LARYNGOMALACIA (OR CONGENITAL LARYNGEAL STRIDOR)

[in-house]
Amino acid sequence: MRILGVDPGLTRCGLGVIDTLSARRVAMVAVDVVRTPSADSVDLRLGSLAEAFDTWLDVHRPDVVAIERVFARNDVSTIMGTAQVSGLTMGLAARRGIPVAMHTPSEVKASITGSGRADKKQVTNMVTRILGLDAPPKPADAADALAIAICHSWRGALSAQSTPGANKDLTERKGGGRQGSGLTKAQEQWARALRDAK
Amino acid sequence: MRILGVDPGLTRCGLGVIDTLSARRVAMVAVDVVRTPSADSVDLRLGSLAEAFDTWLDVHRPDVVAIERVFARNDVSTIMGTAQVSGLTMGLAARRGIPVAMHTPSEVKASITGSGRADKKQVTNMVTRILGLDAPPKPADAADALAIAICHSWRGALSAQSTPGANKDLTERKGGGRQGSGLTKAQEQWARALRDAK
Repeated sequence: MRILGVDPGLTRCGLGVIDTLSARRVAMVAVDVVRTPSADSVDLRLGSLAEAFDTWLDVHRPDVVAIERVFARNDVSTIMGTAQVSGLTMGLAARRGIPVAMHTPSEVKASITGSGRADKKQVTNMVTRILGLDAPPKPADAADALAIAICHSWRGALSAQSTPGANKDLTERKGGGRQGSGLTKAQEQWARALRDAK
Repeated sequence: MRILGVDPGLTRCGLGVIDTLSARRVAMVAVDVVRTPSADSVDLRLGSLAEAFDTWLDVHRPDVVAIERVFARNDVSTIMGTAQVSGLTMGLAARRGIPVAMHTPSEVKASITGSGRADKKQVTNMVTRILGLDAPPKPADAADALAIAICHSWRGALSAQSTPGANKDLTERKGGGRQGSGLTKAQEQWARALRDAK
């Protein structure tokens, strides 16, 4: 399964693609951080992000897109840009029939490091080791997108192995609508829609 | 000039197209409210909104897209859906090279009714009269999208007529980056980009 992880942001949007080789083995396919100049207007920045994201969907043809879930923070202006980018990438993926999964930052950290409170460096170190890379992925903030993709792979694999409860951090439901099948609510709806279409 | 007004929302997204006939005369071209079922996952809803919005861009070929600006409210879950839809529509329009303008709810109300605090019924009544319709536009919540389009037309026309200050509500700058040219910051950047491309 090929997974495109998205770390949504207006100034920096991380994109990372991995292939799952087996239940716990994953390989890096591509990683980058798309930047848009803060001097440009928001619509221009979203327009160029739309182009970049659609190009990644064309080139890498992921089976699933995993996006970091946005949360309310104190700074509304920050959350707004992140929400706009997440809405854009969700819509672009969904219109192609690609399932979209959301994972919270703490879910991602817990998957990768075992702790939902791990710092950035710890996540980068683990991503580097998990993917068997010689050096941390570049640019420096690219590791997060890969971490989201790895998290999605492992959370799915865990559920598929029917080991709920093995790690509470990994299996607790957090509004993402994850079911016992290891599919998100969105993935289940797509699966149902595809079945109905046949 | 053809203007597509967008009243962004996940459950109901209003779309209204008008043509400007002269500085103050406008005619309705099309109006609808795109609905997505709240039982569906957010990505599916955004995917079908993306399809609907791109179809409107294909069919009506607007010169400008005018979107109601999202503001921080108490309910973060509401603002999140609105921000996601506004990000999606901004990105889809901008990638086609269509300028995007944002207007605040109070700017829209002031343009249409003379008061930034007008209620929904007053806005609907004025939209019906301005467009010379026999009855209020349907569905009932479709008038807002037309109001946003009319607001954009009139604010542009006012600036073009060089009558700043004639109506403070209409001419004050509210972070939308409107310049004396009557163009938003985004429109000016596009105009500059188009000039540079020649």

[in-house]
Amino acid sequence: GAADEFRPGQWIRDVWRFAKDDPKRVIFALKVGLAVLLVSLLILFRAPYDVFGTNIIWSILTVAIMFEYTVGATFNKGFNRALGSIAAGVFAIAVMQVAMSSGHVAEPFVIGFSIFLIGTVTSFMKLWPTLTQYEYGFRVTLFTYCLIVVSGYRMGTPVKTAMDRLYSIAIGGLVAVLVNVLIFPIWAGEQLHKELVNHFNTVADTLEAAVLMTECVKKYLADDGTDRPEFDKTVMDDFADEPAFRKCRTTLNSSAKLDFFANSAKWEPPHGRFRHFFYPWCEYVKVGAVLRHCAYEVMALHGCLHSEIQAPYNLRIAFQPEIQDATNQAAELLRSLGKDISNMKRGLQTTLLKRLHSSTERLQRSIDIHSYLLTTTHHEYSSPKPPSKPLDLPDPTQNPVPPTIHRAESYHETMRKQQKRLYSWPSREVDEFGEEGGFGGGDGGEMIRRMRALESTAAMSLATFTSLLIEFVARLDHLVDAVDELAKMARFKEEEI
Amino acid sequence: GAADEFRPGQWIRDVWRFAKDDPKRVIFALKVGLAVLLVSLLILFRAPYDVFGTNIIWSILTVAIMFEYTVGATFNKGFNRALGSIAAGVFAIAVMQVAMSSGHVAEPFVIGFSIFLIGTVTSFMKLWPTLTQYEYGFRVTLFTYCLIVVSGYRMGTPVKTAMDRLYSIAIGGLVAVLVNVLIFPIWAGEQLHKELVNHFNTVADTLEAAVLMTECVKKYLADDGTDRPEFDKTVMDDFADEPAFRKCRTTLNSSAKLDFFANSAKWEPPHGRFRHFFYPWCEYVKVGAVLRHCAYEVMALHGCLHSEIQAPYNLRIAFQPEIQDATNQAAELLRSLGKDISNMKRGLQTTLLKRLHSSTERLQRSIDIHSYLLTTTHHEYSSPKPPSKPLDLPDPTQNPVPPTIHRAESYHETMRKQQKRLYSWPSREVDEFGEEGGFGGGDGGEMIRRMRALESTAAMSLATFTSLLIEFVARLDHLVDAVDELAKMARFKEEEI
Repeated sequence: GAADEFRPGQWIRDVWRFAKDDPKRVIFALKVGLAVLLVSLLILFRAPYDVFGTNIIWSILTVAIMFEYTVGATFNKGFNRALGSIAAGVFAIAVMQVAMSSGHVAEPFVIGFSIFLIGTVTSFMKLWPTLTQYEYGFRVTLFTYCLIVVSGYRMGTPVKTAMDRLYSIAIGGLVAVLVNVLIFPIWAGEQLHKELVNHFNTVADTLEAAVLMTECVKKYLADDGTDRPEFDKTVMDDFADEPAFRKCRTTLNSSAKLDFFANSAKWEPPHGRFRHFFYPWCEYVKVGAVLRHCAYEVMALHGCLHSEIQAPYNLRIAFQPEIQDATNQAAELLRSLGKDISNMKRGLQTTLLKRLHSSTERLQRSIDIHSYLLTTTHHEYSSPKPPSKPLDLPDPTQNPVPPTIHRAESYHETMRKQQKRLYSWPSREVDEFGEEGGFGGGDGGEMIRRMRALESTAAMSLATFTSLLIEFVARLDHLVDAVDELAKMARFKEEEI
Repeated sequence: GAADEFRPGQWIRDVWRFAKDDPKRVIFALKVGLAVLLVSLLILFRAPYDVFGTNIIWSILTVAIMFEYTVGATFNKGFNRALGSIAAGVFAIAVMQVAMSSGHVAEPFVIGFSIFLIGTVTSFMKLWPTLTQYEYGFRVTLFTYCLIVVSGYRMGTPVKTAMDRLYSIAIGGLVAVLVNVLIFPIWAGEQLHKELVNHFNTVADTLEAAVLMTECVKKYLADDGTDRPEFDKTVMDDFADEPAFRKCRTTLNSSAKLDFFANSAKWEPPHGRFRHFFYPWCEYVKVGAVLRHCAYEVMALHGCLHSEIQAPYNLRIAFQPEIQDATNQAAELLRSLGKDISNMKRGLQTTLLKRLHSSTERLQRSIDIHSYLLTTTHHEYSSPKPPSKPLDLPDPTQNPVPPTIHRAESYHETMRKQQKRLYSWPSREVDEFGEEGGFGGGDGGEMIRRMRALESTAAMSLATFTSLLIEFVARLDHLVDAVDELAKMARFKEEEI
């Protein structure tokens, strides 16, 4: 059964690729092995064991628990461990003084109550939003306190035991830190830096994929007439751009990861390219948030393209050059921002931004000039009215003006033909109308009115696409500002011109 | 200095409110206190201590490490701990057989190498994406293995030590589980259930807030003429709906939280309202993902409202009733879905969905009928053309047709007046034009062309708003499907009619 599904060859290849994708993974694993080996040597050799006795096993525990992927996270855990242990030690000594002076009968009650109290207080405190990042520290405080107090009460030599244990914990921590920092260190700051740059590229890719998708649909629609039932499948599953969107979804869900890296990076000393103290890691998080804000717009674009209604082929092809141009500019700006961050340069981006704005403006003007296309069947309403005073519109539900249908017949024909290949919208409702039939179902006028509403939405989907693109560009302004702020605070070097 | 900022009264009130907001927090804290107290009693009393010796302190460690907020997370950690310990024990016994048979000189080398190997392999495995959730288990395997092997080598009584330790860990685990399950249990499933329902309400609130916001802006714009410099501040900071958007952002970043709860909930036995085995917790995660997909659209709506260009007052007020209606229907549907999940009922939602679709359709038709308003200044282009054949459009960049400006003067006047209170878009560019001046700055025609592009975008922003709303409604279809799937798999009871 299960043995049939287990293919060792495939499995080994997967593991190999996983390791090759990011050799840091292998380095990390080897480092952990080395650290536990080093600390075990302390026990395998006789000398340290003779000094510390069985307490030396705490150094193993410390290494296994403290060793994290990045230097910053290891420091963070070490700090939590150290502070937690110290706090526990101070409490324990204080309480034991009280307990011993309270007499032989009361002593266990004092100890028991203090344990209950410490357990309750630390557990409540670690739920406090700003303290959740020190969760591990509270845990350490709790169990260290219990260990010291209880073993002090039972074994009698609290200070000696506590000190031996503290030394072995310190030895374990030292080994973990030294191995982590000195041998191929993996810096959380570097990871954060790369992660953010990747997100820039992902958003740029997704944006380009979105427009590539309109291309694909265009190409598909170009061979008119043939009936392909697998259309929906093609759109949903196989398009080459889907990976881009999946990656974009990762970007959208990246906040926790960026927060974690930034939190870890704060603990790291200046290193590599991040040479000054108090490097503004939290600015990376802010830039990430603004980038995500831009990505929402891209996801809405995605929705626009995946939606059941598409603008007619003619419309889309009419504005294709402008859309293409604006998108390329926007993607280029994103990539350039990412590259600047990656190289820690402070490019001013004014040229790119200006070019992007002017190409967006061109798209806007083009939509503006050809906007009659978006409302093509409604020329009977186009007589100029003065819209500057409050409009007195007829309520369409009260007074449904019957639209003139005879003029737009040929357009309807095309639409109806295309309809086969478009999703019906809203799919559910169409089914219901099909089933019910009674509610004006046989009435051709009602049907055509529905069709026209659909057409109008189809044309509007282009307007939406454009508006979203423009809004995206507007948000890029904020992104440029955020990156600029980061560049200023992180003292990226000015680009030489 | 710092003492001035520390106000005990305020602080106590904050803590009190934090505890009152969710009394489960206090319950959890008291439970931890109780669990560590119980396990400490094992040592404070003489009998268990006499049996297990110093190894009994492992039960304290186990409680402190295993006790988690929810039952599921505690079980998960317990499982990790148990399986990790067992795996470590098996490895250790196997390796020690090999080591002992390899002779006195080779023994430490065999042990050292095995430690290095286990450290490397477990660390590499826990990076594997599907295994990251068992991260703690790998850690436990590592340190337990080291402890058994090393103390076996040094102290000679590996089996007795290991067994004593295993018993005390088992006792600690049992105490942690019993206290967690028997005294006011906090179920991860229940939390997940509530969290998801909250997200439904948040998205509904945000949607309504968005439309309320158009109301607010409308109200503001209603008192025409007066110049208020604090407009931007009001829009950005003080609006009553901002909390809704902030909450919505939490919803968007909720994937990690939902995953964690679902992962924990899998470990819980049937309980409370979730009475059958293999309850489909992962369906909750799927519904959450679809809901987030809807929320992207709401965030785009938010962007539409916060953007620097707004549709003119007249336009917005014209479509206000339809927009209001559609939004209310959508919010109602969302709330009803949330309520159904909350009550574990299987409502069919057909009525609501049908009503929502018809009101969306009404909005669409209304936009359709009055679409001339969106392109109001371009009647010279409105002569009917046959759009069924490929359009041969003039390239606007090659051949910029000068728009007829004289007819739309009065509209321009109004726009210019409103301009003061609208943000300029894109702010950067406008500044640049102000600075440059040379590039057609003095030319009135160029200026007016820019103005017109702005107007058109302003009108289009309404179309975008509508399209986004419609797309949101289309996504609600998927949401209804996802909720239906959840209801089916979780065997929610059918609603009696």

The infant’s larynx is naturally somewhat different in shape to that of the adult, with some backward folding and overhanging of the epiglottis being usual. In a small proportion of children this is accompanied by some elongation of the epiglottis, and the structures above the true vocal cords are soft and somewhat floppy. This leads to a tendency for the upper part of the larynx to be drawn inward by the flow of inspired air when the infant breaths in. This produces a characteristic crowing, inspiratory stridor.